Skip to main content

Deerfield, MA Trip & Review


Last weekend, my parents were in town so on Saturday we went into Western Mass. Mom loves candles and the first stop I planned was the Yankee Candle Flagship Store in South Deerfield. We spent about an hour and a half there. The place is enourmous. Thre's a Christmas World or at least four different styles of Christmas World, a large toy store for kids, a general store, a cafe and coffee shop, and of course a bunch of candles.

Guys, if you live in New England or traveling through on vacation and want to take your girlfriend or wife or parents on a nice day trip. This is actually a great destination. It's right off of I-91 at Exit 24. Head North on US 5 for about a mile and it is on your left. Mom very much enjoyed it.

Next, we headed to Deerfield to find a place for lunch. Little did we know that Historic Deerfield is a New England version of Williamsburg with a lot of small town charm. Deerfield is a traditional New England town it's the home of the prestigeous Deerfield Academy, a top end boarding prep school. We ate lunch at the Terrace Cafe, which is on the grounds of the historic Deerfield Inn. The Terrace Cafe offers a cafeteria style lunch with giant sandwiches for only $4.95.

The town of Deerfield is full of many historic homes along a one mile street that is over 330 years old and to tour them it costs $14/person and the pass is good for two days. The pass alows you to tour many of the old homes, some are guided others are self guided. At various places with in town, you can see woodworking or cooking demonstrations or take a stop at the Carriage Barn. There a wonderful 91 year old man, who doesn't look a day of it, tells stories about carriages and farm equipment from the 17th to the early 20th century.

Most of the guided tours are on the hour by members of Historic Deerfield. Parking is easy, for the most part it is on either side of the sleepy town road. We spent about four hours there and saw nearly half of everything. Touring the town is certainly an all day visit.

We headed next to Saratoga Raceway by way of Vermont. Just west of Brattleboro on Route 9, we stopped for ice cream at the Chelsea Royal Diner. Try the Creamsicle Ice Cream Float...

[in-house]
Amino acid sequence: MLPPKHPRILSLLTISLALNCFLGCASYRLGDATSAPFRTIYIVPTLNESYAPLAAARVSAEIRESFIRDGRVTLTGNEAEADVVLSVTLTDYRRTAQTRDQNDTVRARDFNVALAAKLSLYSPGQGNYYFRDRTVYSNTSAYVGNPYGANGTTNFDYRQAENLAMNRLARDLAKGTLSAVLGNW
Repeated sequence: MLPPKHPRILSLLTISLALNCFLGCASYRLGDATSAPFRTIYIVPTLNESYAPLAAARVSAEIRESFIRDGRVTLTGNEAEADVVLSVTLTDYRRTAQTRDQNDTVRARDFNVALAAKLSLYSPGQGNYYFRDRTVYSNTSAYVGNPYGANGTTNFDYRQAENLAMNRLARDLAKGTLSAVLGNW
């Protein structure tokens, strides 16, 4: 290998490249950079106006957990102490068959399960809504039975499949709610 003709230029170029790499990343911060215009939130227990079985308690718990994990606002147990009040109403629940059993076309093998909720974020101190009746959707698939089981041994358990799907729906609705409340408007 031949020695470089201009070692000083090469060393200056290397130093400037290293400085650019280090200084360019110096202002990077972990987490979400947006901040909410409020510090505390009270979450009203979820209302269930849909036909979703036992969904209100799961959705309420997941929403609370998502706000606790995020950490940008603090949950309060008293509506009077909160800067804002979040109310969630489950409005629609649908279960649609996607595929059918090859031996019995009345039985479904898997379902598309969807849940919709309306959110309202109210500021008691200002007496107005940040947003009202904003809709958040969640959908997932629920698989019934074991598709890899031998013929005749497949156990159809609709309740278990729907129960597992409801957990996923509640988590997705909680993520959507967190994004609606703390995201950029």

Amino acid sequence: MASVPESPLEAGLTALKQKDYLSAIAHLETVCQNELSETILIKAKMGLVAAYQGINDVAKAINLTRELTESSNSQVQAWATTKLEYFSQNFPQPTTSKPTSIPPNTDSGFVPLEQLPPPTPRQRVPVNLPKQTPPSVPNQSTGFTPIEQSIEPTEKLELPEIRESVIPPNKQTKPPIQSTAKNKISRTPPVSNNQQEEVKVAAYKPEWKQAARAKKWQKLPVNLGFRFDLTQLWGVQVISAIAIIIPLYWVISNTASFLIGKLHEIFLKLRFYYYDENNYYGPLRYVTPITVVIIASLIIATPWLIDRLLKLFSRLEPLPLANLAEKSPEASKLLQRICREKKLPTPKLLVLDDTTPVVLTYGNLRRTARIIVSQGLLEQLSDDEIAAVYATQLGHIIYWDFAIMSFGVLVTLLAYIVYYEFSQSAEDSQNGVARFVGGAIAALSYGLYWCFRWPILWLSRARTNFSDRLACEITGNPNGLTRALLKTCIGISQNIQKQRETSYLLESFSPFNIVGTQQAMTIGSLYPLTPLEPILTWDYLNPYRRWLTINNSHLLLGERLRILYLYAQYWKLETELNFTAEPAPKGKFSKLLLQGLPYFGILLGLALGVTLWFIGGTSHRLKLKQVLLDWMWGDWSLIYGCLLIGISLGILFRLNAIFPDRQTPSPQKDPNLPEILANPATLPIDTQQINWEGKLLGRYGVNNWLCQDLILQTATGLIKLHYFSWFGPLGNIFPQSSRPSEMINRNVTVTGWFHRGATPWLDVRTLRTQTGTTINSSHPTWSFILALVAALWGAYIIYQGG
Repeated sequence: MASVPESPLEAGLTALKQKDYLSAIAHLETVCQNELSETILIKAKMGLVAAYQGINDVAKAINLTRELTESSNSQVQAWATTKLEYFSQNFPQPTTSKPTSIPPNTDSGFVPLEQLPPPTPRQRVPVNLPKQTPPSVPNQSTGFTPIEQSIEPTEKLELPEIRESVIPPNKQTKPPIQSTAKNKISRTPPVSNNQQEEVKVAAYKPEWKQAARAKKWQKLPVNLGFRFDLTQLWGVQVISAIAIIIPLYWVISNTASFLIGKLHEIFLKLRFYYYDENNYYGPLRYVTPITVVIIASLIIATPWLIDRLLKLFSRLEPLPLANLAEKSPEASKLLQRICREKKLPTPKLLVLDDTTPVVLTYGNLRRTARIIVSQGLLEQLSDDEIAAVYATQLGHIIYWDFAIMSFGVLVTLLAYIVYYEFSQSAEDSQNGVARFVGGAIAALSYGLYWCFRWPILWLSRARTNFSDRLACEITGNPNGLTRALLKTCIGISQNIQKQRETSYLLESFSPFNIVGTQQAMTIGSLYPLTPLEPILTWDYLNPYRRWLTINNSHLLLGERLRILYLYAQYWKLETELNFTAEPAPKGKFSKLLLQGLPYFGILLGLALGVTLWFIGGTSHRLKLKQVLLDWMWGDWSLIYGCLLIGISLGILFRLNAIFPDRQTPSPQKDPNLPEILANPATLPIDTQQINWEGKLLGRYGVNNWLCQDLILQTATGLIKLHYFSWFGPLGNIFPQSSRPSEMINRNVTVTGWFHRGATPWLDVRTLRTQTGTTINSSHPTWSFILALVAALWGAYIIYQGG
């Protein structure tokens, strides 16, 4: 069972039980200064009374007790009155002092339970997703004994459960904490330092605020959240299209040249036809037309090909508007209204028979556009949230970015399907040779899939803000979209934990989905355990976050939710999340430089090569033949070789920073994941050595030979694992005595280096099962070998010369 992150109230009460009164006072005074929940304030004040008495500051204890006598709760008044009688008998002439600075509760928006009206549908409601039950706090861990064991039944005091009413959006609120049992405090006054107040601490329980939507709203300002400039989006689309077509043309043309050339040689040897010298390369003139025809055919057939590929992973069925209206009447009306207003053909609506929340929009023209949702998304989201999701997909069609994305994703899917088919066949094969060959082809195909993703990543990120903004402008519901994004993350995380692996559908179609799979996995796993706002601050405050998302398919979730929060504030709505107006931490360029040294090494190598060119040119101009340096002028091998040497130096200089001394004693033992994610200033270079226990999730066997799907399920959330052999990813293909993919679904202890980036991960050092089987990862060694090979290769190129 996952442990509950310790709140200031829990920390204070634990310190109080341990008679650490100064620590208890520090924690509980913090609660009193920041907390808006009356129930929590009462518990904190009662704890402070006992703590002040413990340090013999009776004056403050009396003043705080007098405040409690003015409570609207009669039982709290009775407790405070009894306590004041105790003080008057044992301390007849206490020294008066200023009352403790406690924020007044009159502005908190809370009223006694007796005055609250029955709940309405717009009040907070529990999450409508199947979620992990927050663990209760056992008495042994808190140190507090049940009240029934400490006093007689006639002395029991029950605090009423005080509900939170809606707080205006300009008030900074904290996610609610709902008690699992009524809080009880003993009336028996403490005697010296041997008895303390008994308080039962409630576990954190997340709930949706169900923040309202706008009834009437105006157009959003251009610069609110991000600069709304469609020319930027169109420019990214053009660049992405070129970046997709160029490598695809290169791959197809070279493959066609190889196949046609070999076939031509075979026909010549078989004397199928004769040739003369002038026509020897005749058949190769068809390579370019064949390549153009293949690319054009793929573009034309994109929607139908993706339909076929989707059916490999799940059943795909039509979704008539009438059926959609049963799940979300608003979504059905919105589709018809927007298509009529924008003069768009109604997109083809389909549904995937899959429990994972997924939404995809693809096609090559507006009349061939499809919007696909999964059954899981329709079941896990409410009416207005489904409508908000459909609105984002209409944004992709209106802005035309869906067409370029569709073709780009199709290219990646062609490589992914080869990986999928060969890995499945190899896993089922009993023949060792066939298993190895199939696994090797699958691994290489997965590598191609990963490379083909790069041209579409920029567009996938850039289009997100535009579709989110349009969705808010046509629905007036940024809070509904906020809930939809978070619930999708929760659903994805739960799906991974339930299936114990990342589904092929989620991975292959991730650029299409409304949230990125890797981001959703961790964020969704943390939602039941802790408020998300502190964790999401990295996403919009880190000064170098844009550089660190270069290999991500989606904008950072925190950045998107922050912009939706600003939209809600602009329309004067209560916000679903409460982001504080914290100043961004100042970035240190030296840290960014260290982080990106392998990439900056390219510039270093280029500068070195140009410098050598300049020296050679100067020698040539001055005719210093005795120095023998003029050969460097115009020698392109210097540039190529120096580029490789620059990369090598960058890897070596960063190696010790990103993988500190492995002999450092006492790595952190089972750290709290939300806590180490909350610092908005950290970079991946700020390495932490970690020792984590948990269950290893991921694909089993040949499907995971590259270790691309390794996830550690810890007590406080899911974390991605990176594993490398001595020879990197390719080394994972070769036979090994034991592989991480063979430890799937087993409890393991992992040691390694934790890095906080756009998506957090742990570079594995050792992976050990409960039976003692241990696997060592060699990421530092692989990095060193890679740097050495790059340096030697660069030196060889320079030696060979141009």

The color on VT 9 through the Green Mountains appeared to be near peak. There was also a festival going on in Wilmington. We lucked out as it would begin raining just west of Wilmington straight to the racino.

Comments

Popular posts from this blog

Horace Wilkinson Bridge (Baton Rouge, LA)

Standing tall across from downtown Baton Rouge, the Horace Wilkinson Bridge carries Interstate 10 across the lower Mississippi River between West Baton Rouge and East Baton Rouge Parishes. Unusually, the bridge is actually named for three separate people; three generations of Horace Wilkinsons who served in the Louisiana State Legislature over a combined period of 54 years. Constructed in the 1960s and opened to traffic in 1968, this is one of the largest steel bridges on the lower Mississippi. It’s also the tallest bridge across the Mississippi, with its roadway reaching 175 ft at the center span. Baton Rouge is the northernmost city on the river where deep-water, ocean-going vessels can operate. As a result, this bridge is the northernmost bridge on the river of truly gigantic proportions. Altogether, the bridge is nearly 2 ½ miles long and its massive truss superstructure is 4,550 ft long with a center main truss span of 1,235 ft. The Horace Wilkinson Bridge is one of the largest

Sunshine Bridge (Donaldsonville, LA)

Located about halfway between Baton Rouge and New Orleans in southern Louisiana, the Sunshine Bridge spans the lower Mississippi River near the city of Donaldsonville as part of the longer Louisiana Highway 70 corridor, which connects Interstate 10 and Airline Highway (US 61) with US 90 in Morgan City. In the years following World War II, the only bridges across the lower Mississippi River in Louisiana were located in the area of the state’s two largest cities – Baton Rouge and New Orleans. Postwar agricultural and industrial development along the river in this region led to the planning of a series of infrastructure projects in southern Louisiana that were aimed at spurring this development and modernization of the Delta region. One of these projects was known as the Acadian Thruway and was developed in the 1950s as a toll road intended to connect greater New Orleans with Lafayette and points west while providing a high-speed bypass of the Baton Rouge metro area. The Thruway, which

Natchez-Vidalia Bridge (Natchez, MS)

  Located about halfway between Baton Rouge and Vicksburg near the city of Natchez, the Natchez-Vidalia Bridge crosses the lower Mississippi River between southwest Mississippi and northeastern Louisiana at the city of Vidalia. This river crossing is a dual span, which creates an interesting visual effect that is atypical on the Mississippi River in general. Construction on the original bridge took place in the late 1930s in conjunction with a much larger parallel effort by the U.S. Army Corps of Engineers to strengthen the area’s flood protection and levee system along the Mississippi River. One of the more ambitious aspects of this plan was to relocate the city of Vidalia to a location of higher ground about one mile downriver from the original settlement. The redirection of the river through the Natchez Gorge (which necessitated the relocation of the town) and the reconstruction of the river’s levee system in the area were undertaken in the aftermath of the Great Flood of 1927, wh